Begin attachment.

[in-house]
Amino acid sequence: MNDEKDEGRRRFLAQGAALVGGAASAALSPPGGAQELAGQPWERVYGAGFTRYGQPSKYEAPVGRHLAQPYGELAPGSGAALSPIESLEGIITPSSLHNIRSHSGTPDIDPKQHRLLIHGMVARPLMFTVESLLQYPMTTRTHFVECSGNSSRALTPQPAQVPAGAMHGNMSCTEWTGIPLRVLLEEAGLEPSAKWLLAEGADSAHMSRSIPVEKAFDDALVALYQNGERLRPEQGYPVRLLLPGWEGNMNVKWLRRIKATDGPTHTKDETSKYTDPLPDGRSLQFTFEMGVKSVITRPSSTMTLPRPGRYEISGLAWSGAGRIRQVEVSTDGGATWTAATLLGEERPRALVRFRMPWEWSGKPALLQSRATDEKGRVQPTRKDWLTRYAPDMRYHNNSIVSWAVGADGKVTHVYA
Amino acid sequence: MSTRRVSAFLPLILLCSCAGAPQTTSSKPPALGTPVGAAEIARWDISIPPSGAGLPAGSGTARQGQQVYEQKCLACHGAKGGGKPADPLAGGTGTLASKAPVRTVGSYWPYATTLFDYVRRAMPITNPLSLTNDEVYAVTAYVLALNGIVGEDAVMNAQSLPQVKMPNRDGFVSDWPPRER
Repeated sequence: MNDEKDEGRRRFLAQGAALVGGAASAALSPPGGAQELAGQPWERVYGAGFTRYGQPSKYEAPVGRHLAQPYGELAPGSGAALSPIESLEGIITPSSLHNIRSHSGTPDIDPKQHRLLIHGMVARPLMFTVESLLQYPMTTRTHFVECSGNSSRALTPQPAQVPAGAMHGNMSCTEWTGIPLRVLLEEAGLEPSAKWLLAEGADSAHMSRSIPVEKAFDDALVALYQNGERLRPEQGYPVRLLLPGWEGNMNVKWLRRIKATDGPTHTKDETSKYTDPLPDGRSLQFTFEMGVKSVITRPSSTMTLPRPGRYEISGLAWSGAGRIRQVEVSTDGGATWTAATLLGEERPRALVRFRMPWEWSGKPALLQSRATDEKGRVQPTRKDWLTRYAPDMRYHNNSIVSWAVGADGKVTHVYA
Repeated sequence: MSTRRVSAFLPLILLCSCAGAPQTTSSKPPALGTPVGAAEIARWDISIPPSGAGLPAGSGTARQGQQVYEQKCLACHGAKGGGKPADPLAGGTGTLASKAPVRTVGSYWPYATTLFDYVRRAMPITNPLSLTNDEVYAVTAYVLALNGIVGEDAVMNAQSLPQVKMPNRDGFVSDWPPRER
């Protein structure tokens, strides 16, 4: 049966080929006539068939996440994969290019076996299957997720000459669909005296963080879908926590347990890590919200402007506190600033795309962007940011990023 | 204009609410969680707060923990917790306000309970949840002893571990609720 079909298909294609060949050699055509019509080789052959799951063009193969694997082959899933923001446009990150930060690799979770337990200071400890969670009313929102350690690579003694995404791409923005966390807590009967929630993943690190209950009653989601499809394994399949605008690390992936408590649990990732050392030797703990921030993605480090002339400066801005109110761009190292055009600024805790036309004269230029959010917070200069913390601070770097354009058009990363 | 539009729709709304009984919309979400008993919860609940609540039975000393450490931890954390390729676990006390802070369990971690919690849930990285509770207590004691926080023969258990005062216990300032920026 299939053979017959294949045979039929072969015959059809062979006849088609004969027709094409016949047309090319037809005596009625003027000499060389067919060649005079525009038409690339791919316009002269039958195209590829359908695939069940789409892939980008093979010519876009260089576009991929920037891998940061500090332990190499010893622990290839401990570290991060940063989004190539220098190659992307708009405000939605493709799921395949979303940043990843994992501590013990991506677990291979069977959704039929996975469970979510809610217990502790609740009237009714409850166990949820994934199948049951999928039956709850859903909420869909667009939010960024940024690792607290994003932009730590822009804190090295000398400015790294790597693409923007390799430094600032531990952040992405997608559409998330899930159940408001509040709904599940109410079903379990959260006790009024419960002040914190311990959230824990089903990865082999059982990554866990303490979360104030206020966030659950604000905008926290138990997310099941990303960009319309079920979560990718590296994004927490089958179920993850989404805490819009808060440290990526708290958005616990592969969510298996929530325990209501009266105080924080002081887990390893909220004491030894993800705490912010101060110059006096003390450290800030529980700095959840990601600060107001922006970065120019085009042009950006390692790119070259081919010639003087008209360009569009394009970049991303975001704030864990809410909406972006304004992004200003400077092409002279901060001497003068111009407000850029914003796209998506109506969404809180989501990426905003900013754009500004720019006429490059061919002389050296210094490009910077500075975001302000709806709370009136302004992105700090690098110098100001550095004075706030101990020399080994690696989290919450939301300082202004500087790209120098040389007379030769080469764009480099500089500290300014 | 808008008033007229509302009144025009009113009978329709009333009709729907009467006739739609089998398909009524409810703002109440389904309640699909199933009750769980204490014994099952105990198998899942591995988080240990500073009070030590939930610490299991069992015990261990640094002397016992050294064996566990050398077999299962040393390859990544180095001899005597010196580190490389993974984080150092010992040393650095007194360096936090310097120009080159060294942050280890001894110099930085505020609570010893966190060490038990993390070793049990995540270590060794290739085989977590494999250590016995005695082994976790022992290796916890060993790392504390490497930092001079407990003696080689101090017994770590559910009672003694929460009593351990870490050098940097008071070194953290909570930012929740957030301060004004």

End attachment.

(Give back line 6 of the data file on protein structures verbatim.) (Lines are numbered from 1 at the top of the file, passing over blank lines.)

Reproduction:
């Protein structure tokens, strides 16, 4: 049966080929006539068939996440994969290019076996299957997720000459669909005296963080879908926590347990890590919200402007506190600033795309962007940011990023 | 204009609410969680707060923990917790306000309970949840002893571990609720 079909298909294609060949050699055509019509080789052959799951063009193969694997082959899933923001446009990150930060690799979770337990200071400890969670009313929102350690690579003694995404791409923005966390807590009967929630993943690190209950009653989601499809394994399949605008690390992936408590649990990732050392030797703990921030993605480090002339400066801005109110761009190292055009600024805790036309004269230029959010917070200069913390601070770097354009058009990363 | 539009729709709304009984919309979400008993919860609940609540039975000393450490931890954390390729676990006390802070369990971690919690849930990285509770207590004691926080023969258990005062216990300032920026 299939053979017959294949045979039929072969015959059809062979006849088609004969027709094409016949047309090319037809005596009625003027000499060389067919060649005079525009038409690339791919316009002269039958195209590829359908695939069940789409892939980008093979010519876009260089576009991929920037891998940061500090332990190499010893622990290839401990570290991060940063989004190539220098190659992307708009405000939605493709799921395949979303940043990843994992501590013990991506677990291979069977959704039929996975469970979510809610217990502790609740009237009714409850166990949820994934199948049951999928039956709850859903909420869909667009939010960024940024690792607290994003932009730590822009804190090295000398400015790294790597693409923007390799430094600032531990952040992405997608559409998330899930159940408001509040709904599940109410079903379990959260006790009024419960002040914190311990959230824990089903990865082999059982990554866990303490979360104030206020966030659950604000905008926290138990997310099941990303960009319309079920979560990718590296994004927490089958179920993850989404805490819009808060440290990526708290958005616990592969969510298996929530325990209501009266105080924080002081887990390893909220004491030894993800705490912010101060110059006096003390450290800030529980700095959840990601600060107001922006970065120019085009042009950006390692790119070259081919010639003087008209360009569009394009970049991303975001704030864990809410909406972006304004992004200003400077092409002279901060001497003068111009407000850029914003796209998506109506969404809180989501990426905003900013754009500004720019006429490059061919002389050296210094490009910077500075975001302000709806709370009136302004992105700090690098110098100001550095004075706030101990020399080994690696989290919450939301300082202004500087790209120098040389007379030769080469764009480099500089500290300014 | 808008008033007229509302009144025009009113009978329709009333009709729907009467006739739609089998398909009524409810703002109440389904309640699909199933009750769980204490014994099952105990198998899942591995988080240990500073009070030590939930610490299991069992015990261990640094002397016992050294064996566990050398077999299962040393390859990544180095001899005597010196580190490389993974984080150092010992040393650095007194360096936090310097120009080159060294942050280890001894110099930085505020609570010893966190060490038990993390070793049990995540270590060794290739085989977590494999250590016995005695082994976790022992290796916890060993790392504390490497930092001079407990003696080689101090017994770590559910009672003694929460009593351990870490050098940097008071070194953290909570930012929740957030301060004004």